May 1, 2020

With the breadth of approaches to responsible investing available, it’s hard to simply classify investments as ‘responsible’ in a way that truly helps you to understand what you’re getting out of an RI fund. So think about responsible investment like buying a car. Look under the hood. See how much horsepower the investment manager is using.

The incredible rise in interest in Responsible Investing (RI) among investors brings with it the need to understand just what a “responsible fund” is. And while everyone agrees that responsible investing bases investment decisions on Environmental, Social and Governance (ESG) considerations, those considerations can be applied in different ways.

Often investors interpret RI to mean that certain types of companies – like those involved with tobacco or weapons – will be excluded from their investments. More recently, that approach has expanded to sometimes include oil and gas companies, as RI is becoming equated with “fossil fuel free.” It’s an expectation that’s gained traction in the minds of investors lately. So why do some RI funds continue to include oil and gas companies?

To understand, you have to look beyond what a fund holds, and consider both how its holdings decisions are made as well as how the fund manager interacts with those companies after they’re included. Seeing that relationship may require extra work for investors (and their advisors) but answering those ‘how’ and ‘what happens next’ questions around fund holdings is essential to fully understand the influence your investment exerts. Because RI does more than reward good behaviour. It is a catalyst for change.

The key to understanding the difference starts with finding investment companies that are transparent about how their RI investments are managed. It’s easier to understand the influence an investment can have when you can look under the hood and see what it’s doing. Conversely, if you can’t get a clear explanation of how your RI fund is being managed, then there’s a good chance that it is not actively working towards changing the world for the better.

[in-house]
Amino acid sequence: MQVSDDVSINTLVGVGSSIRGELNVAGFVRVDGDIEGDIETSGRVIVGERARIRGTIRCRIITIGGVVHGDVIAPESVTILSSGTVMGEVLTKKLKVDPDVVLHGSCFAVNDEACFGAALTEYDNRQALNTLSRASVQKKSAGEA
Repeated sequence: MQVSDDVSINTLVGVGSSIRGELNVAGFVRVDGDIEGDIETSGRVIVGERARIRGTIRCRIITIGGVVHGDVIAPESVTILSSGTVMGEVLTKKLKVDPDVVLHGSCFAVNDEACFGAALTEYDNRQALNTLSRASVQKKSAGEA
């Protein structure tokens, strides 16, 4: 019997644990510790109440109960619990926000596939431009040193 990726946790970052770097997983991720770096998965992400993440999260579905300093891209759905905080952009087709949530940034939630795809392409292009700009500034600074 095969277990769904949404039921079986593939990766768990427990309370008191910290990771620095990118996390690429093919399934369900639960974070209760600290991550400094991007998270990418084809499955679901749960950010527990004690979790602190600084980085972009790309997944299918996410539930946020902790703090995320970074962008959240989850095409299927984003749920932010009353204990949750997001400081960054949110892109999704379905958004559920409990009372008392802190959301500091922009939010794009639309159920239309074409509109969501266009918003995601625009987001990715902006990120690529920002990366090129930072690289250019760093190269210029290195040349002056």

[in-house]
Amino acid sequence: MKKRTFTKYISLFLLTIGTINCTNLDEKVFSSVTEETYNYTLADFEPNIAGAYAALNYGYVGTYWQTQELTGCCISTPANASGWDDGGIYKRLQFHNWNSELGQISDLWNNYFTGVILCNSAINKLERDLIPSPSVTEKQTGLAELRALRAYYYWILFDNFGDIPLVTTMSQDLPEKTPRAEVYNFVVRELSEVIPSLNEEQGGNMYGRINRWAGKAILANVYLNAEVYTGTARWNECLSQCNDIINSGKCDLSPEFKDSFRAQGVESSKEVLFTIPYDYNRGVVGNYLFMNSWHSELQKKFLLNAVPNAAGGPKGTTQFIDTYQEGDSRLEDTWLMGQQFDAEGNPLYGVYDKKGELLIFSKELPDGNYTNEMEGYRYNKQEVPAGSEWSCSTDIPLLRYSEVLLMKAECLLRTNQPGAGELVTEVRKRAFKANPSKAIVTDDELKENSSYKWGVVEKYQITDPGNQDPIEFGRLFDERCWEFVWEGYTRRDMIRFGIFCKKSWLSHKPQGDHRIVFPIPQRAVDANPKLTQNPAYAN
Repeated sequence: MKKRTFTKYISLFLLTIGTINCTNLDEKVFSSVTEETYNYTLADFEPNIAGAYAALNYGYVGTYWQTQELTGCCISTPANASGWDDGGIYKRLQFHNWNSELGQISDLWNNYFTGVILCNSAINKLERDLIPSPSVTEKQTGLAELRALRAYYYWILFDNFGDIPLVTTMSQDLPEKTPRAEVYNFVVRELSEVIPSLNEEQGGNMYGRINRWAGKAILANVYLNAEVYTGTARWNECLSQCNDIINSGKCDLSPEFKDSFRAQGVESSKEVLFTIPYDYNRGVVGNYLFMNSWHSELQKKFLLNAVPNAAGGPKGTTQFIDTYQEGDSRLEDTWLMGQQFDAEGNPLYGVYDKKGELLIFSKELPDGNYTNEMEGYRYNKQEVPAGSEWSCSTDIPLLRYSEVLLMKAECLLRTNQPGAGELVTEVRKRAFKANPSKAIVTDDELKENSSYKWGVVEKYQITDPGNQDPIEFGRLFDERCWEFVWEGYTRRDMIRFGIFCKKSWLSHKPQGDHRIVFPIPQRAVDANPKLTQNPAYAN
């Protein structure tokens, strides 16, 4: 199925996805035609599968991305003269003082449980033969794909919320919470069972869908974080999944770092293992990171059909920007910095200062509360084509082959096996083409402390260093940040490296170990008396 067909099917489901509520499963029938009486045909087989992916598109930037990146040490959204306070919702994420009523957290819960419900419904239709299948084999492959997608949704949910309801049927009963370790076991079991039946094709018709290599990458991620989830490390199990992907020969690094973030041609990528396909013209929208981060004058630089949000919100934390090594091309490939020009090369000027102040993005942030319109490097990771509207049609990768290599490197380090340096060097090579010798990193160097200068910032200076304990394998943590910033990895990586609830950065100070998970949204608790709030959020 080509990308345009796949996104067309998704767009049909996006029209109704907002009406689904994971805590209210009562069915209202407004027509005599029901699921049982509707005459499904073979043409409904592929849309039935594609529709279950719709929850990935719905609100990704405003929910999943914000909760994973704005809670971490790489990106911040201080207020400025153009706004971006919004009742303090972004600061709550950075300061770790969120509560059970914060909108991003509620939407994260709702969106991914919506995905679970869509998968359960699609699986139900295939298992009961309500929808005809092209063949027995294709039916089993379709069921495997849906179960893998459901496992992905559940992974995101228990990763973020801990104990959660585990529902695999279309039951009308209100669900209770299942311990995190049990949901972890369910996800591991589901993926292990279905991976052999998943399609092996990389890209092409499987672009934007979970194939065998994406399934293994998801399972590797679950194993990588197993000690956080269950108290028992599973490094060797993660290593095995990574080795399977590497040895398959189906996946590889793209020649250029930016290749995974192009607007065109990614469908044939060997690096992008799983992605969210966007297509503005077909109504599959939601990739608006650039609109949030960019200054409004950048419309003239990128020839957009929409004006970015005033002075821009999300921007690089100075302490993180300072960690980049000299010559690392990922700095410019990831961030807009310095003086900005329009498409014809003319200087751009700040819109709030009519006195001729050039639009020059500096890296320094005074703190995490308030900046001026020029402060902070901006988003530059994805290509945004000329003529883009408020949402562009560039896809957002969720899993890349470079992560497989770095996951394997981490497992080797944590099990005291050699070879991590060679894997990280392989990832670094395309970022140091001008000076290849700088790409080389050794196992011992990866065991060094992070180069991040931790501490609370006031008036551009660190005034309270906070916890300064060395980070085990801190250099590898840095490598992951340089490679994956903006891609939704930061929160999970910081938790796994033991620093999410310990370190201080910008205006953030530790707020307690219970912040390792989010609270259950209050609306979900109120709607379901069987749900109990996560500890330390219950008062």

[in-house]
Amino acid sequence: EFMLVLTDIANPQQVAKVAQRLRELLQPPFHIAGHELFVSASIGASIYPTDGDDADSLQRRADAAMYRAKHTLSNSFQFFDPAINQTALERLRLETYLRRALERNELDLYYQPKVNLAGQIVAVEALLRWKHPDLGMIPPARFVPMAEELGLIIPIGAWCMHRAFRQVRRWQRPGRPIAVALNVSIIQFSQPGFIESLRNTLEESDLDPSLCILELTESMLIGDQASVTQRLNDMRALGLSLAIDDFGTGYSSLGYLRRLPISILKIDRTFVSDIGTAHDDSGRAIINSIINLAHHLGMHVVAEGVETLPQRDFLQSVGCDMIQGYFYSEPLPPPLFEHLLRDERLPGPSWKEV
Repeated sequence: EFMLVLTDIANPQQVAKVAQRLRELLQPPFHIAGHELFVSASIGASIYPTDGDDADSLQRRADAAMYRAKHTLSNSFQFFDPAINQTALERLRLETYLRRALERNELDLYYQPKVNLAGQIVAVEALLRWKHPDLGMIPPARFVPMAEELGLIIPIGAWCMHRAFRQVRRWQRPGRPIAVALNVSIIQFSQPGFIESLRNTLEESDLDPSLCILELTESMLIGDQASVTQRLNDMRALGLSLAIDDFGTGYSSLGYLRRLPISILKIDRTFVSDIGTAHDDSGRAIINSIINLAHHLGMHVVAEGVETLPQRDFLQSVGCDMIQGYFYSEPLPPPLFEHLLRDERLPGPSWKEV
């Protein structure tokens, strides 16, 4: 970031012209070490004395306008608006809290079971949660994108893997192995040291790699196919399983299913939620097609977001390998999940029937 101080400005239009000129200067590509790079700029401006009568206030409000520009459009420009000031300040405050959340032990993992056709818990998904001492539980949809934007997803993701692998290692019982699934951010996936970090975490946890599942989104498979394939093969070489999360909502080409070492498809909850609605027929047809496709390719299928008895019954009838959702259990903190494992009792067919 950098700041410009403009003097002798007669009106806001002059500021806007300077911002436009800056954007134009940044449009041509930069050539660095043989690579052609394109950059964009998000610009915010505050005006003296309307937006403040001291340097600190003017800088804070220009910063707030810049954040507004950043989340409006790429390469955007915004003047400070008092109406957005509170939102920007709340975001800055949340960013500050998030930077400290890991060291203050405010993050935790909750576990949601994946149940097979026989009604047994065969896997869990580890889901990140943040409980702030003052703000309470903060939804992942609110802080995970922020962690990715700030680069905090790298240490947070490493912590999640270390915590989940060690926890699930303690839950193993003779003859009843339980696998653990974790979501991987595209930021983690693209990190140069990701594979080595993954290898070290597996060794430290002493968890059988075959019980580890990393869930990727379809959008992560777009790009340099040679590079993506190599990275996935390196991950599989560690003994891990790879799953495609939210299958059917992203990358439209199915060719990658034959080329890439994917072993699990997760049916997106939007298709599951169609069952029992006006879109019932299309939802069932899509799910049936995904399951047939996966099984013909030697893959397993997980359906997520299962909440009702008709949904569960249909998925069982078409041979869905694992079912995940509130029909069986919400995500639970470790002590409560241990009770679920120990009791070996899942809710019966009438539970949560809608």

A company truly committed to responsible investing should offer you:

  • A clearly articulated responsible investment philosophy that drives all their RI-related activities
  • A comprehensive RI Policy that explains exactly how that philosophy is put into practice
  • Regular reporting on RI-related activities, including activities like corporate engagement, proxy voting and policy work that extend the impact of your investments well beyond investment returns

That’s how we operate at NEI. In some of our funds you will find oil and gas companies. Our funds are tied to a philosophy that the best way to positively influence companies is to own them and engage management in dialogue. And we use the rights that come with ownership to enable us to influence management to improve their company’s performance against ESG risks. We think that’s a more responsible approach than simply divesting and hoping change happens.

That’s the kind of difference you can only spot by looking under the hood to determine if a responsible investment has the “horsepower” to affect the kind of change you’d like to see.